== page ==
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Towards the reduction of brake and tire emissions: The Zero Emission Drive Unit (ZEDU-1)

L. Bondorf1, L. Köhler2, T. Schripp1, F. Philipps2
1Insitute of Combustion Technology, German Aerospace Center (DLR), Stuttgart, 70569, Germany, 2Institute of Vehicle Concepts, German Aerospace Center (DLR), Stuttgart, 70569, Germany

Technological advances, standardized testing, and legislation regarding engine-related emissions have been effective in reducing particulate emissions from newly registered vehicles. In order to achieve further progress here, it is important to conduct similar efforts at vehicle components that receive less attention in the context of particulate matter reduction but are relevant for any form of propulsion. This includes tires, which play a major role in the generation of coarse particles, and brakes, which emit high levels of ultrafine particles during operation. The goal of the Zero Emission Drive Unit (ZEDU-1) research project is to design and characterize a first-generation drive axle that enables zero-emission driving with high efficiency and effectiveness while remaining suitable for everyday use. Specifically, this includes a new concept for the effective minimized release of particles in the environment via absorption of tire abrasion and the development of a brake system that is free of fine dust emission even at full braking performance. From a range of braking technology, a viscous brake was selected for the battery-electric ZEDU demonstrator vehicle, to prevent any particulate emissions to the environment. Other technologies to reduce brake emissions such as new coatings of disc brakes, and the use of an induction hybrid brake are also investigated in the scope of the project.

For the technology evaluation, particle emissions will be investigated not only based on the total mass but the entire particle size distribution. This includes online measurements of particles from the range of ultrafine up to PM10 with an EEPS, OPS, and a DMS500. For offline chemical analysis, particles are size-selectively collected with an ELPI+. Besides, the fraction of non-volatile particles is determined by using a catalytic stripper.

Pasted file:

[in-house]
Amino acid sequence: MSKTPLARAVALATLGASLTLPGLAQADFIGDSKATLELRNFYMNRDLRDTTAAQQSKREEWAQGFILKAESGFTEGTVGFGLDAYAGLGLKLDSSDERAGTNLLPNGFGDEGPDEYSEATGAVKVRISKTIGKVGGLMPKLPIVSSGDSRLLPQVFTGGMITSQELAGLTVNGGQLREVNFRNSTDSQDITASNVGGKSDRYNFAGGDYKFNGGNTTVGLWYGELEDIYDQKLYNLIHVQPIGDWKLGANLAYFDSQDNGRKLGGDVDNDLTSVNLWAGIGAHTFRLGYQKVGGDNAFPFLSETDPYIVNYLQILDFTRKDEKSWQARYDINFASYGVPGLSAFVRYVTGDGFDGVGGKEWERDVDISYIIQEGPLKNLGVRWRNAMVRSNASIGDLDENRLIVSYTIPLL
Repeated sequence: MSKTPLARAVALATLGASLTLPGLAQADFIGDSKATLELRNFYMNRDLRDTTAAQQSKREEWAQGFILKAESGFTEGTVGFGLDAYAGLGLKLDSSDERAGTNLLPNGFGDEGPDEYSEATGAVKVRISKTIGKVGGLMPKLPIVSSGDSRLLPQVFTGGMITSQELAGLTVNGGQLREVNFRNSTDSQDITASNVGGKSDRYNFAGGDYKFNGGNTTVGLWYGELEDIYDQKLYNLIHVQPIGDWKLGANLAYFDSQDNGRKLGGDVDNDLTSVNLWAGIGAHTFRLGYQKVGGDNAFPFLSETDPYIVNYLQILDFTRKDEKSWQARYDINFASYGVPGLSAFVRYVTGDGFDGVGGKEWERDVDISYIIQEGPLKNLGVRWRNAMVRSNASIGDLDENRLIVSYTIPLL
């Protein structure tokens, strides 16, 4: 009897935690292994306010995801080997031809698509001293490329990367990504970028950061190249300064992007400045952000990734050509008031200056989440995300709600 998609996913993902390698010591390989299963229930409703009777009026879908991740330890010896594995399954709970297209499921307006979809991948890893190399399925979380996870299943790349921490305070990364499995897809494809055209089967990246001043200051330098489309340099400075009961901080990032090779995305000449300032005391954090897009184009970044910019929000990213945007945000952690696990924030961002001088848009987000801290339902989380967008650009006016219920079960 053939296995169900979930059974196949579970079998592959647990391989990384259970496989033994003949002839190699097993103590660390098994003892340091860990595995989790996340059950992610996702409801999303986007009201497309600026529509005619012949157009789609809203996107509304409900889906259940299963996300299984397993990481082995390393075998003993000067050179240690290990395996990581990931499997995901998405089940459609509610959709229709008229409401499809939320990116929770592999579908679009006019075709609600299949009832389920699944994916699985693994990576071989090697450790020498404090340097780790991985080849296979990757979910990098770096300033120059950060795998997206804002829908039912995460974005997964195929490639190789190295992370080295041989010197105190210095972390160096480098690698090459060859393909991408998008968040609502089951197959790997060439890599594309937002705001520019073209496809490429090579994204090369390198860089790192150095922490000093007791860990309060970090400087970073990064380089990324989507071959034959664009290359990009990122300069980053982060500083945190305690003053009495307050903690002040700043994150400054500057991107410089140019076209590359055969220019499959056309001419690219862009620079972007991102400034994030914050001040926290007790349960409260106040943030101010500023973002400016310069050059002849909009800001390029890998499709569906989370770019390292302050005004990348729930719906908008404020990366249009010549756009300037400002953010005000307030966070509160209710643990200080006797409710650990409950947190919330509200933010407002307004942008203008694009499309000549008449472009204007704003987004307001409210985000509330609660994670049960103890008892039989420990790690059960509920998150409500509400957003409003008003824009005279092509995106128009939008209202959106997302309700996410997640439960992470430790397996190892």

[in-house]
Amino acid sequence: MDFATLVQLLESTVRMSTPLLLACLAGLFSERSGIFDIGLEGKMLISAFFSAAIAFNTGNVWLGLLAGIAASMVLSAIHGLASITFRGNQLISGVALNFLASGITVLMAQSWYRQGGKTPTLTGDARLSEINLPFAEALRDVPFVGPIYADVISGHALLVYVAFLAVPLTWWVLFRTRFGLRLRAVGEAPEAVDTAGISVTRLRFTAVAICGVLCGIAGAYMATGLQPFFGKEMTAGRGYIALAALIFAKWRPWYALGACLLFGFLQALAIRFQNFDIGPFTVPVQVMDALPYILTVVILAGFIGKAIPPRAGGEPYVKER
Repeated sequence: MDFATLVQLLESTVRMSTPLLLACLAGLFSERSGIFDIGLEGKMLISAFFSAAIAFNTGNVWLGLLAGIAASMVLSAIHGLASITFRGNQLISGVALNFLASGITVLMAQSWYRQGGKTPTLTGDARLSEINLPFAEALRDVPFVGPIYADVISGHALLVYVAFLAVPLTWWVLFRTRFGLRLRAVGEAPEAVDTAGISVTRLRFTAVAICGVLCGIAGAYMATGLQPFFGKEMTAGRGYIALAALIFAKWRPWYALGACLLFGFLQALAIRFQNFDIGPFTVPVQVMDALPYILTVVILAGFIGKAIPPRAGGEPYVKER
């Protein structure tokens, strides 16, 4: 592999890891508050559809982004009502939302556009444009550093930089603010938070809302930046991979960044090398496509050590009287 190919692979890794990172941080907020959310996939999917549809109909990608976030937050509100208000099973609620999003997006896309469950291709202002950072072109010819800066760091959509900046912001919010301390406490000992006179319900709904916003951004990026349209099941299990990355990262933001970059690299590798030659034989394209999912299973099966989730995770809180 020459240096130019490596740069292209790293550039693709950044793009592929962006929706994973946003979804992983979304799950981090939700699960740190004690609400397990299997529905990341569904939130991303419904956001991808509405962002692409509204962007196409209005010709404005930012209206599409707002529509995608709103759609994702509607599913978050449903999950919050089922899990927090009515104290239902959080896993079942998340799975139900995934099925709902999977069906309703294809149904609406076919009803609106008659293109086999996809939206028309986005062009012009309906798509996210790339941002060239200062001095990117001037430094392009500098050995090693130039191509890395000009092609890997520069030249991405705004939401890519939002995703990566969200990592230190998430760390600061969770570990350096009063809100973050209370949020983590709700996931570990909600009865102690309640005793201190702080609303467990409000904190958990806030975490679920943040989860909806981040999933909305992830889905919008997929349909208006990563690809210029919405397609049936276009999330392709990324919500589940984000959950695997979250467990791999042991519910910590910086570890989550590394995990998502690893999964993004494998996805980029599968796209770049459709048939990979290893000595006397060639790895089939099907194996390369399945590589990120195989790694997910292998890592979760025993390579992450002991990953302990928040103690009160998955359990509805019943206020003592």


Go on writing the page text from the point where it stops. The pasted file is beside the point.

A multi-stage test concept is planned to ensure reliable and realistic investigation of the non-exhaust particle emissions: First, a baseline for brake and tire abrasion is determined using a conventional electric vehicle (BMW i3). For this purpose, a specific enclosure was designed that allows mobile measurements on the vehicle and direct source identification. Chassis dynamometer measurements with the WLTP cycle and the new WLTP braking cycle allow reproducible measurements, as well as an estimation of various influencing factors. Second, the developed and tested sampling setup is used to evaluate the new brake coatings. Particulate emissions are measured under identical conditions and directly compared with emissions from a conventional brake. Finally, the emissions of the ZEDU demonstrator vehicle will be determined on a chassis dynamometer under the same driving cycles and environmental conditions. Additional mobile measurements are planned during runs on a test site.

This work is carried out as part of the ZEDU-1 project and supported by the Baden-Württemberg Ministry of Economics, Labour and Housing.